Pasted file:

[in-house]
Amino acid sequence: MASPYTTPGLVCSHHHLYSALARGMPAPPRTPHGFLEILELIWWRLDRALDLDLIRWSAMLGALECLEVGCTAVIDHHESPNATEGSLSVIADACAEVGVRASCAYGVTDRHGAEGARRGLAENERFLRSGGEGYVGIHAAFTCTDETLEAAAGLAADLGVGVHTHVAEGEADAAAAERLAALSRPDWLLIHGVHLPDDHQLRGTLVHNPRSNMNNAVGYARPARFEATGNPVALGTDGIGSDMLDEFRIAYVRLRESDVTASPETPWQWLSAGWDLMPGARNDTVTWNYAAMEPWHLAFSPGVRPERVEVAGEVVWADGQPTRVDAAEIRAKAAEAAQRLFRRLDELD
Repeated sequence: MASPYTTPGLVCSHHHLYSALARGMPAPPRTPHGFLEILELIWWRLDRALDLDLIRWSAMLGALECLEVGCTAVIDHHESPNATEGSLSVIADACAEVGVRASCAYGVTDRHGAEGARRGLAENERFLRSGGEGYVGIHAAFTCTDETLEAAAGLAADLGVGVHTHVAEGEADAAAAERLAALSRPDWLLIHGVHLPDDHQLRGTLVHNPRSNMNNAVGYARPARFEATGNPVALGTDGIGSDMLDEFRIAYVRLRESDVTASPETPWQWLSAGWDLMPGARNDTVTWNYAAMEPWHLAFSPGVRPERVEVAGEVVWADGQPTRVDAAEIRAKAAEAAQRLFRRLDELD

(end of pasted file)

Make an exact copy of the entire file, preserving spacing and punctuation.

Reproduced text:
[in-house]
Amino acid sequence: MASPYTTPGLVCSHHHLYSALARGMPAPPRTPHGFLEILELIWWRLDRALDLDLIRWSAMLGALECLEVGCTAVIDHHESPNATEGSLSVIADACAEVGVRASCAYGVTDRHGAEGARRGLAENERFLRSGGEGYVGIHAAFTCTDETLEAAAGLAADLGVGVHTHVAEGEADAAAAERLAALSRPDWLLIHGVHLPDDHQLRGTLVHNPRSNMNNAVGYARPARFEATGNPVALGTDGIGSDMLDEFRIAYVRLRESDVTASPETPWQWLSAGWDLMPGARNDTVTWNYAAMEPWHLAFSPGVRPERVEVAGEVVWADGQPTRVDAAEIRAKAAEAAQRLFRRLDELD
Repeated sequence: MASPYTTPGLVCSHHHLYSALARGMPAPPRTPHGFLEILELIWWRLDRALDLDLIRWSAMLGALECLEVGCTAVIDHHESPNATEGSLSVIADACAEVGVRASCAYGVTDRHGAEGARRGLAENERFLRSGGEGYVGIHAAFTCTDETLEAAAGLAADLGVGVHTHVAEGEADAAAAERLAALSRPDWLLIHGVHLPDDHQLRGTLVHNPRSNMNNAVGYARPARFEATGNPVALGTDGIGSDMLDEFRIAYVRLRESDVTASPETPWQWLSAGWDLMPGARNDTVTWNYAAMEPWHLAFSPGVRPERVEVAGEVVWADGQPTRVDAAEIRAKAAEAAQRLFRRLDELD